(After writing this, I tuned into episode two based on a dulled sense of curiosity. Moreso to try and find closure after the hodgepodge of a twenty-three-minute episode I sat through. I found no such closure. It’s a bit depraved for the sake of depravity, but I won’t knock the anime based on my own perceptions of its storyline thus far. Also our female lead might have the absolute worst luck in the history of any vampire anime I’ve ever seen.)

If this post got you interested in the series, feel free to check out Devils’ Line Vol. 1 by using that link. It supports the series and also helps out the site at no additional cost to yourself!

Have you watched this show yet? Or read the Devils’ Line manga by Hanada Ryou? What is your take on the ‘monster in Tokyo’ genre that seems to have re-emerged in recent years? (I mean, I know Godzilla was really the kaiju that made it popular, but anime has had a lot of creatures terrorizing big cities lately)

Leave your thoughts in the comments, I would love to hear from you! Also be sure to follow us on Twitter, Reddit and Instagram for more updates and reviews!

Would A Yokai Turn You Into A Tree?|Gegege no Kitarou|Anime Review

An obnoxious YouTuber accidentally releases a centuries old spirit who wreaks havoc in the Shibuya and Ikebukuro districts of Tokyo. All for views. He is then turned into a tree along with other helpless souls whose noses stuck to their phone screens. If only things like this happened in real life to Yt click-baiters, the earth would be a much greener place. (well, technically purple since that’s what color the trees leaves were…but you get my meaning)

Welcome to the Spring 2018 Anime Season!

Gegege no Kitarou (ゲゲゲの鬼太郎 ), or Kitaro of the Graveyard is a 2018 anime based on the 1960s manga series created by Mizuki Shigeru. The opening song has a very old-timey feeling to it, reminding me a lot of an episode of Mushishi. It also has elements of my all-time favorite show, Natsume Yuujinchou, but strangely enough it reminds me the most of my favorite manga – Aku no Hana. I’m positive I am making this association due to the unsettling atmosphere and Papa Medama, who is quite literally a talking eyeball with legs.

The series starts off with a group of middle school friends. There is a set of siblings, the big sister of the group and her neighbor. They are discussing the current events and Mana-chan is defending her neighbor from callous comments made by the siblings. For some reason, I thought the nameless youngin would be our main character. I’m still surprised he wasn’t even consulted or brought along on Mana’s later adventures. His grandparents seem to frequently tell him folklore stories about youkai, and he is the reason Kitarou is able to be summoned. He could have added something to the conversation, but I digress.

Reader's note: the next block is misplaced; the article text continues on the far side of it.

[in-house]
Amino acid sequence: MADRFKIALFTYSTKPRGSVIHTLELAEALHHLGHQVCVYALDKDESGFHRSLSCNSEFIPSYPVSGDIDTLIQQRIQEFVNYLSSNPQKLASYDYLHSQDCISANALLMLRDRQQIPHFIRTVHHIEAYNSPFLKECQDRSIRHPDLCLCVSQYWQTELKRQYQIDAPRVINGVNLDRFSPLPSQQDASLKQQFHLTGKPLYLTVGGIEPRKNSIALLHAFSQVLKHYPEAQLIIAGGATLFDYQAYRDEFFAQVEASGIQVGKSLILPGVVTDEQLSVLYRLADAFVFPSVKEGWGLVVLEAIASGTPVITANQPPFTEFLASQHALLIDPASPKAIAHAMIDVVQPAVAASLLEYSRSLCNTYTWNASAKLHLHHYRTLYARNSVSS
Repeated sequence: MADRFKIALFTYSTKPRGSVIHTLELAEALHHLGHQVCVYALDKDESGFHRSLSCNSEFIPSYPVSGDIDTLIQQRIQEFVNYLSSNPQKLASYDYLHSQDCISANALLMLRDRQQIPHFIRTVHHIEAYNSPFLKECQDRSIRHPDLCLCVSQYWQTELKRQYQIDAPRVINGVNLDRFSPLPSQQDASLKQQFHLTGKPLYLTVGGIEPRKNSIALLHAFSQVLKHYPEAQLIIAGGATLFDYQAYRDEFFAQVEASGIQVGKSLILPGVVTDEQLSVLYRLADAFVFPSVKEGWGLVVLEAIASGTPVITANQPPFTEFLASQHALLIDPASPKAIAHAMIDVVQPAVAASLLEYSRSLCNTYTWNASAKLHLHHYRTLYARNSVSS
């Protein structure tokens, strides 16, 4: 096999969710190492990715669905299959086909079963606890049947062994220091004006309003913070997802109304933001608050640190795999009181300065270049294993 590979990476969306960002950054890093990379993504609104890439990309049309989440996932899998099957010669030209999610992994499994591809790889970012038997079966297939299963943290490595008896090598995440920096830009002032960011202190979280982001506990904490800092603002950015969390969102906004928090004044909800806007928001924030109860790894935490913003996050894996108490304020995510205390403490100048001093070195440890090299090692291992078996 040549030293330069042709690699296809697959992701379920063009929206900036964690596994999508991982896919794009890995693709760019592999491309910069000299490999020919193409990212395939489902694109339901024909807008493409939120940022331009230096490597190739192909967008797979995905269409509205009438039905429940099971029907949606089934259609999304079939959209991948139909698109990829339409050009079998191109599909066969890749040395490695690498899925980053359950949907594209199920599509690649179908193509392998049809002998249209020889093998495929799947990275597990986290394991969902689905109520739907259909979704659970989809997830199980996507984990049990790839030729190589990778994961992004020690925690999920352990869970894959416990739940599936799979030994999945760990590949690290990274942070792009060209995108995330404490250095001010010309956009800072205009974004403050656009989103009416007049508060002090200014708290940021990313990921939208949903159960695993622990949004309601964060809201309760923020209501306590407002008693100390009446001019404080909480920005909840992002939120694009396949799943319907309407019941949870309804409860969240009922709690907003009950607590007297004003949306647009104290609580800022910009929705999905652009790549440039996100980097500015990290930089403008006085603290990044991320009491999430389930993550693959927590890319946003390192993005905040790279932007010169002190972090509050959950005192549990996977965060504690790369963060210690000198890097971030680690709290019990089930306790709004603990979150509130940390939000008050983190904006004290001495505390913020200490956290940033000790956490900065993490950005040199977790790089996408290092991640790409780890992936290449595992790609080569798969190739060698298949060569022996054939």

Kitarou is a youkai in humanoid form. His name seems to obviously draw on The Adventures of Kintaro, the Golden Boy folklore legends. His father Medama is a small red eyeball with a body. Not sure of his backstory yet, but it would be interesting to find out if somehow his power had been diminished and that is the reason for his small stature. In Shinto culture, spirits and kami (or gods) derive power through prayer. In Natsume’s Book of Friends there is a common theme of divine kami leaving our plane or yokai losing power due to the newer generation’s lack of prayers. The deities are sustained through the older era’s prayers, and slowly as they die off their power is relinquished.

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After the inciting incident with the YouTuber, residents of Tokyo are being turned into trees indiscriminately. Well, I shouldn’t say that because there seems to be a theme emerging concerning the divide between the digital age and traditionalist era. Those who stopped to take photos for Instagram and other social media were planted with seeds of the vampire tree by Nobiagari.  Turning those addicted to their phones into vampire trees seems to suggest that modern digital culture can literally suck the life out of you and turn you into something hollow. Although trees do still have roots – a connection. In a vague interpretation, the spirit could want people to reclaim their link with the earth.

Mana seems to ask a message board for the location of the Yokai Mailbox to summon Kitarou and receives a reply. The group arrives at a street with high foot traffic and many office workers wrapped up in their own lives. Down a shady back alley is an old dingy straw mailbox reminiscent of Gassho-style farmhouses. I keep wondering if Mana saw the black cat above her on the pipes. The cat later turns into a rodent who turns into a bird who delivers the message to Kitarou. As promised, he appears to her at dusk with the “clop clop” of his geta signaling his arrival. In spirituality, dusk and dawn are attributed to sacred times; as is midnight or three a.m., which is commonly referred to as the witching hour depending on who you ask.

This kicks off Mana’s supernatural adventures and her belief in yokai, which grants her the ability to see them. Kitarou tells her countless times that there is more to this world, even if you can’t see it. Before being saved from Nobiagari’s seeds, she can only see a faint outline of the creature. After spending more time with Papa Medama while his son is incapacitated, she is able to see more than a faint outline. Although not stated in the anime, I believe spending time with the spirits also aided her new ‘gift’.